The Killer Whale
The killer whale is an exception: He is not satisfied with plankton and other small fry of the ocean. He prefers to get teeth into dolphins, porpoises, seals, penguins and sharks, and will not hesitate to take a chunk out of another large whale, even ripping out its tongue. They hunt in packs. They have been known to smash ice floes in order to get at men or seals.
The Japanese call him shachi, using Chinese ideograph that appropriately combines the characters for “fish” and “tiger.” He has a special place in their superstitions. From a distance looking like the squarish head of a cow with short horns protruding, models of a male and female shachi with their flukes in the air face each other across the ridge of the highest roof of the Japanese castle. The most famous of these charms tops the castle in Nagoya. They were made in 1959 to replace those destroyed with the castle during the second world war. They are made of copper, overlaid with 560 scales of 18-karat gold, at a cost of $78,000.
Some idea of the enormous appetite of the killer whale may be had from the fact that fourteen seals and thirteen porpoises were found in the stomach of one twenty-one-foot specimen. It is the only one of the cetaceans that will feed on its own kind or on other warm-blooded mammals.
Teeth or no teeth, all whales bolt their food. Teeth are used to seize food only. The baleen or toothless whales cruise along with their mouths open and live mainly on the brit that clings to their whiskers. Down in the many chambers of the stomach the food undergoes a long period of digestion. In 1891 the English whaleman, James Bartlett, was swallowed by a sperm whale. Later he was cut out of the humid tomb alive and undigested.
Vision is not the whale’s outstanding characteristic. To “see,” the whale depends largely on his ears, as does the bat. The ears are located behind the eyes, though not visible to the casual observer. A unique system of air sacs does double duty. They act as sound insulators and also adjust to the outside pressure by an inflow and outflow of blood. Sounds entering the outer ear strike the eardrum and are carried across to the inner ear. En route the arrangement of bones in the middle ear causes them to be highly amplified. Truly an invention of the One who created those great sea monsters!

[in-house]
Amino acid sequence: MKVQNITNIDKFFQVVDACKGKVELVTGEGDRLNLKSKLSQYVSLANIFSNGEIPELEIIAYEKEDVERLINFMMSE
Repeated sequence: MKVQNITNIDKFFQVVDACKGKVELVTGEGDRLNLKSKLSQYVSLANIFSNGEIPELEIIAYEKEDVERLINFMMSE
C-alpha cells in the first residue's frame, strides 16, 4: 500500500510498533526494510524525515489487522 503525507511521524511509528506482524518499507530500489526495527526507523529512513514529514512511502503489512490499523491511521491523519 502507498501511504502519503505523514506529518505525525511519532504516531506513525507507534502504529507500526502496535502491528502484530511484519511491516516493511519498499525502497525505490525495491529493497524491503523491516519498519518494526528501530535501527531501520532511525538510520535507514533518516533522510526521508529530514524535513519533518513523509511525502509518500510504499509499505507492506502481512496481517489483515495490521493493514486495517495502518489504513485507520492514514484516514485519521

Another built-in safety provision of the whale comes into play when pressure is suddenly released as the whale surfaces. Man in such circumstances, exposed to such change in pressure, has to avoid “the bends,” a condition brought about by the formation of nitrogen bubbles in the blood and tissues. The whale is marvelously protected against “the bends.”
Unable to take oxygen directly from the water as the fishes do, the whale must come to the surface for an air supply every fifteen to twenty minutes. When he exhales, a visible “blow” is created by the sudden expansion and cooling of the air ejected through his blowhole. Indeed, experienced whalers can tell the type of whale by the size, shape and angle of the “blow.”
The Struggle for Existence
Due to the deadly efficiency of modern whaling methods and the fact that only one whale calf is born at a time following a gestation period of eleven to fifteen months, the whale is losing the fight for survival. Even the International Whaling Commission set up in 1946 is failing to save the whale. Each year sees a drastic cut in the whale population.
The hand-thrown harpoon has given way to the harpoon fired from a cannon and is so constructed that it will explode in the head of the target. Factory ships can strip and cut up a whale in thirty to forty-five minutes. In 1964, twenty such factory ships handled over 60,000 whales, reducing them to 370,000 tons of oil and 300,000 tons of by-products. With all the modern equipment for detecting the whale and dispatching it, what chance does the whale have?
Fortunately for the whale, in the very near future He who created these great monsters of the sea will do something about the situation. It will not be a temporary respite as when mineral oils were discovered in the second half of the nineteenth century. No, but rather this will involve the permanent removal of selfish human predators from this beautiful earth. Then the great sea monsters will be able to frolic and “blow” to their heart’s content.